W3C unveils new XML Forms standard
XForms 1.0, a World Wide Web Consortium (W3C) standard for creating XML-based
interactive forms for end users, is now ready for developers to implement in Web
applications, W3C officials disclosed this week.
Officially, XForms is a W3C candidate recommendation, which is one of the
final steps before adoption as a standard. But it is considered stable enough to
be deployed in real world applications, according to the announcement. XForms is
an upgrade to the HTML Forms standard adopted in 1993, and is designed to meet
the needs of developers seeking to incorporate XML functionality into forms
designed for Web applications, the W3C stated. XForms splits HTML forms into
three parts: data, logic and presentation.
''In contrast to HTML Forms, with functional and presentation markup
intertwined, XForms lets forms authors distinguish the descriptions of the
purpose of the form; the presentation of the form, and how the results (the
instance data) are written in XML,'' W3C documentation explains. XForms separates
presentation from content to take advantage of the ability of an XML-based
application to ''use forms from a PDA, a cell phone, screen reader or
conventional desktop machine -- without loss of functionality for the end user,''
according to the W3C.
A number of the software vendors that are part of the W3C XForms Working
Group announced this week that they would support the standard in upcoming
releases of their software tools.
Novell Inc., Provo, Utah, announced on Tuesday that it will support XForms in
the next release of exteNd, its J2EE-based Web application development suite,
which is technology Novell gained in its acquisition of SilverStream Software.
On its Web site (http://www.novell.com/xforms), Novell
offers a tutorial and samples of how XForms will appear to end users in a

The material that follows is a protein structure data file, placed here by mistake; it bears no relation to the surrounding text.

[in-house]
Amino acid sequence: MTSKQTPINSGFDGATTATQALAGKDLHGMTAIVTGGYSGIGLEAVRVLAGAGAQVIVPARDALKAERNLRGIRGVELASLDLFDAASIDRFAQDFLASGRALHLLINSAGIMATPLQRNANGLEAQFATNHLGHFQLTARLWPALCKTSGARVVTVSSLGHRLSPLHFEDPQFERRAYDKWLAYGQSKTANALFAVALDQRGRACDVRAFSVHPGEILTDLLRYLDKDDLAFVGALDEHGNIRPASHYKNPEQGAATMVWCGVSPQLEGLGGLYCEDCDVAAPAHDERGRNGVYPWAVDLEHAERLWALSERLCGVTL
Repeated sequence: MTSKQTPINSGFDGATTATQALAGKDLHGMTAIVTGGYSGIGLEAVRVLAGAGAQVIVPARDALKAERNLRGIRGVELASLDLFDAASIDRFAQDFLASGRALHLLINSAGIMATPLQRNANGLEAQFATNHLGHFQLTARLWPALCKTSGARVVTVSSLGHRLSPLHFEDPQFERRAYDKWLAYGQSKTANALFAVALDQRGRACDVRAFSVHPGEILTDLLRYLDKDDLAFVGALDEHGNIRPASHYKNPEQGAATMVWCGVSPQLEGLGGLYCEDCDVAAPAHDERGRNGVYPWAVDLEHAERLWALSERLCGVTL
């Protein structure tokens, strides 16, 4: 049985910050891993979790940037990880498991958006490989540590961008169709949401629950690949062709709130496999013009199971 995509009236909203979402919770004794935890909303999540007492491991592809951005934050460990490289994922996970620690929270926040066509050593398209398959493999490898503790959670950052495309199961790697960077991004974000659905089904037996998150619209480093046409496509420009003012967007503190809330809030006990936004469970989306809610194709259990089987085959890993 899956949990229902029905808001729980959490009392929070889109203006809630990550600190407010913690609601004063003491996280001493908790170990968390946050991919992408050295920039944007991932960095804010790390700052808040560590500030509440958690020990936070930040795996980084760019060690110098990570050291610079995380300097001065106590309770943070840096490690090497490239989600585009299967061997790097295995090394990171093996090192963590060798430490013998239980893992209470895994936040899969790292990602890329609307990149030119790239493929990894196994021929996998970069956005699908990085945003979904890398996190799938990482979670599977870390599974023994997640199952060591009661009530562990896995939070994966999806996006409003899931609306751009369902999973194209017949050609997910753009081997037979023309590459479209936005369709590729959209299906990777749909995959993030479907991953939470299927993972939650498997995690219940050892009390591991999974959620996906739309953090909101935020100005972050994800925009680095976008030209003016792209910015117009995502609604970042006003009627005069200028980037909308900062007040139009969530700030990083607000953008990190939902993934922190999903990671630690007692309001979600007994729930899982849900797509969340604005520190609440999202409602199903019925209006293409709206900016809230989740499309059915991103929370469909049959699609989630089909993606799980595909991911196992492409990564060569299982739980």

shopping cart application.
However, Misha Davidson, Novell product manager for exteNd tools, said that
in replacing HTML Forms, XForms represents ''completely horizontal technology,''
which is not tied to any application niche. It can be deployed in any Web
application requiring forms, he explained, and provides advantages not available
in HTML Forms, including an easier way to program client-side processing and
''There is a very interesting dimension to XForms,'' he said, ''which will play
very significantly in the future, we believe. XForms, unlike HTML forms, define
abstract controls. For example, in HTML Forms you define a drop-down list or a
set of radio buttons. In XForms, you say this is a 'choice control' and then it
is up to the XForms processor to figure out how to render it to best suit the
device on which the form is displayed. So while in a PC Web browser it might be
a drop-down list, on a PDA it could be a set of radio buttons.''
Davidson said current Novell plans are to include full support for XForms
flexibility in the drag-and-drop tools for exteNd in a release tentatively
scheduled for mid-2003.
Another member of the XForms Working Group, PureEdge Solutions Inc.,
Victoria, British Columbia, has announced that the next release of its e-forms
product will support XForms as well as add security and signing functionality to
it. Further information on the PureEdge technology is available at http://www.pureedge.com.
For standard documentation from the W3C, click on http://www.w3c.org/TR/2002/CR-xforms-20021112.
Rich Seeley is Web Editor for Campus Technology.